Nathaniel Perry • In a Friend’s Field

There is an easiness to fields, a feeling
that deer bedded down in the ragweed do not mind
the comfort we take in the grasses’ lines until
the tractor’s almost on them, the crows rise
in a dark air, assured they will need what they might
find. Today, I felt the ease of the dog
as he porpoised through the waist-high grass to chase
a startled fawn. He would have run to Bedford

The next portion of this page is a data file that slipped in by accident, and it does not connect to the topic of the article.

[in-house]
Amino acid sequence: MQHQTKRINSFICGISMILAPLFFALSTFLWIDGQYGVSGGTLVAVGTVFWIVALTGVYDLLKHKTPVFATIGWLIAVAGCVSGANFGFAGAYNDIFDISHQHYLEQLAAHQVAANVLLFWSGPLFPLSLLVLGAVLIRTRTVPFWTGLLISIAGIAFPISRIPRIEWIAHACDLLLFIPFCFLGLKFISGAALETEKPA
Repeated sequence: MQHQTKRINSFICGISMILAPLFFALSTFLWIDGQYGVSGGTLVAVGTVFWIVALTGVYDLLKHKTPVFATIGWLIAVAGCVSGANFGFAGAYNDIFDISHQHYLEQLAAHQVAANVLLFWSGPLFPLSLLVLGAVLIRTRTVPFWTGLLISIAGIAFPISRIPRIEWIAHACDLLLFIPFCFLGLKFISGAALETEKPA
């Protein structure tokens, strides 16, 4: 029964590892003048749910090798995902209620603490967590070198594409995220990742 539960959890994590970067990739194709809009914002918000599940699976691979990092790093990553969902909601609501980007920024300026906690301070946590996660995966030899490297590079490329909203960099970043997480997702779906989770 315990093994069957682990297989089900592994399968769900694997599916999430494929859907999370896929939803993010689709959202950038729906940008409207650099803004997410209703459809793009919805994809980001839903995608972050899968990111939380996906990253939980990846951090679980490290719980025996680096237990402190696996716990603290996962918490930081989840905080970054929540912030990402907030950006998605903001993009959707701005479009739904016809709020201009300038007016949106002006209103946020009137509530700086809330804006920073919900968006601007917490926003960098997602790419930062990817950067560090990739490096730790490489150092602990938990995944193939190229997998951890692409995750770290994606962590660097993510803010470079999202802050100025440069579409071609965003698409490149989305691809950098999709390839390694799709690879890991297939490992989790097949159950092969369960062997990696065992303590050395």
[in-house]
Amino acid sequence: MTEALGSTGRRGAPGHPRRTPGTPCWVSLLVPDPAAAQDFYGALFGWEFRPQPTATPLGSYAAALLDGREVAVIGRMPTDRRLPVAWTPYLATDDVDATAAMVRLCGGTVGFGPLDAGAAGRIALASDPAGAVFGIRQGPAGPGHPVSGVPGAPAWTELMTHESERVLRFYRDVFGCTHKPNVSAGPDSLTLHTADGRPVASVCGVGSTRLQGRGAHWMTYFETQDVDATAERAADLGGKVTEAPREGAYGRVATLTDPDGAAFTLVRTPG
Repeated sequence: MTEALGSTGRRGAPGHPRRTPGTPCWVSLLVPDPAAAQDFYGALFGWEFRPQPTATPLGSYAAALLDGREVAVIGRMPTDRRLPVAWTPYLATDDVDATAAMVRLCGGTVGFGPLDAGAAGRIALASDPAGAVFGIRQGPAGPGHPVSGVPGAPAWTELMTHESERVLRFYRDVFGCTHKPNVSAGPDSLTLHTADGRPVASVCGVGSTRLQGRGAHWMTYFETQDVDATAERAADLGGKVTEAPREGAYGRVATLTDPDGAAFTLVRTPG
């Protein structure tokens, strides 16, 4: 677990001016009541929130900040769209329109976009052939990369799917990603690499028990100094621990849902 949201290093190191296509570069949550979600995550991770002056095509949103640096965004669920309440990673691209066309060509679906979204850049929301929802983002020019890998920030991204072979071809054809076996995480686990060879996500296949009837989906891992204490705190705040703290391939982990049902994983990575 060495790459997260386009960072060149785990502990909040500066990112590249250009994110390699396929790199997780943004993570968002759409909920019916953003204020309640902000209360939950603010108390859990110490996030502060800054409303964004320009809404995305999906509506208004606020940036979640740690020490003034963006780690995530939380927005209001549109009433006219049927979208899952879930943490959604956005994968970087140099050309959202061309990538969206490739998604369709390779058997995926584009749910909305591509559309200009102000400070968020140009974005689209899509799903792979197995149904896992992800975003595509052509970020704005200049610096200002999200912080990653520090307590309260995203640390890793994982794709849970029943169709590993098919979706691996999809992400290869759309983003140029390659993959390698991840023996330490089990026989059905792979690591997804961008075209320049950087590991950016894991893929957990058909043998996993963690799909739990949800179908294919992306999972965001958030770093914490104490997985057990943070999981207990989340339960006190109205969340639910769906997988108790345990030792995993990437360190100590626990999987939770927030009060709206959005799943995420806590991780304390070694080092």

if I’d let him. But instead I called and called, in panic
yes, but part in awe at the way his muscles
conversed with the dips and rises of the field,
the way he didn’t bark, just ran in the vector
of what was at hand. It was me doing the barking,
the not understanding, and his name rose
from the grass and joined the insects waking
in the brush. When it reached the repetition and pitch
of a crow’s call, when my insistence robbed
his name of meaning, and only syllables
were left to carol through the early air,
only then did the dog, my dog, halt the chase,
watch the deer slip into the fern-lined woods.
He crossed the ragweed back to where I stood
uneasily clapping my hands for his return.